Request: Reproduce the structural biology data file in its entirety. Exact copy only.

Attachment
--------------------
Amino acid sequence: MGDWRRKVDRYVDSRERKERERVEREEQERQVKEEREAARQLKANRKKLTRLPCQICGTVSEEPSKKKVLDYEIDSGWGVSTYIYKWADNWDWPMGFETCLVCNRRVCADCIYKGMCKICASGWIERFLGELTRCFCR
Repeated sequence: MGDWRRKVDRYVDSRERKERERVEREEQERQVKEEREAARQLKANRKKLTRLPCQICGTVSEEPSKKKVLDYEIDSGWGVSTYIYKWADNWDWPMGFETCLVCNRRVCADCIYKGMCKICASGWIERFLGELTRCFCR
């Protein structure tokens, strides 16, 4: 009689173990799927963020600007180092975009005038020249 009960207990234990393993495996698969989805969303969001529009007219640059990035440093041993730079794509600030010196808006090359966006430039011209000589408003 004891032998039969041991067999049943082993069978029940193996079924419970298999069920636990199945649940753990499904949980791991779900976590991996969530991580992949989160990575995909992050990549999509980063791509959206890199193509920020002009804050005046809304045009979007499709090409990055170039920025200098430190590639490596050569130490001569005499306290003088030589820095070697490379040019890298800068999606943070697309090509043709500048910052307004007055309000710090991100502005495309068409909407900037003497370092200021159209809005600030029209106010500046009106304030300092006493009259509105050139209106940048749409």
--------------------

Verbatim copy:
Amino acid sequence: MGDWRRKVDRYVDSRERKERERVEREEQERQVKEEREAARQLKANRKKLTRLPCQICGTVSEEPSKKKVLDYEIDSGWGVSTYIYKWADNWDWPMGFETCLVCNRRVCADCIYKGMCKICASGWIERFLGELTRCFCR
Repeated sequence: MGDWRRKVDRYVDSRERKERERVEREEQERQVKEEREAARQLKANRKKLTRLPCQICGTVSEEPSKKKVLDYEIDSGWGVSTYIYKWADNWDWPMGFETCLVCNRRVCADCIYKGMCKICASGWIERFLGELTRCFCR
């Protein structure tokens, strides 16, 4: 009689173990799927963020600007180092975009005038020249 009960207990234990393993495996698969989805969303969001529009007219640059990035440093041993730079794509600030010196808006090359966006430039011209000589408003 004891032998039969041991067999049943082993069978029940193996079924419970298999069920636990199945649940753990499904949980791991779900976590991996969530991580992949989160990575995909992050990549999509980063791509959206890199193509920020002009804050005046809304045009979007499709090409990055170039920025200098430190590639490596050569130490001569005499306290003088030589820095070697490379040019890298800068999606943070697309090509043709500048910052307004007055309000710090991100502005495309068409909407900037003497370092200021159209809005600030029209106010500046009106304030300092006493009259509105050139209106940048749409």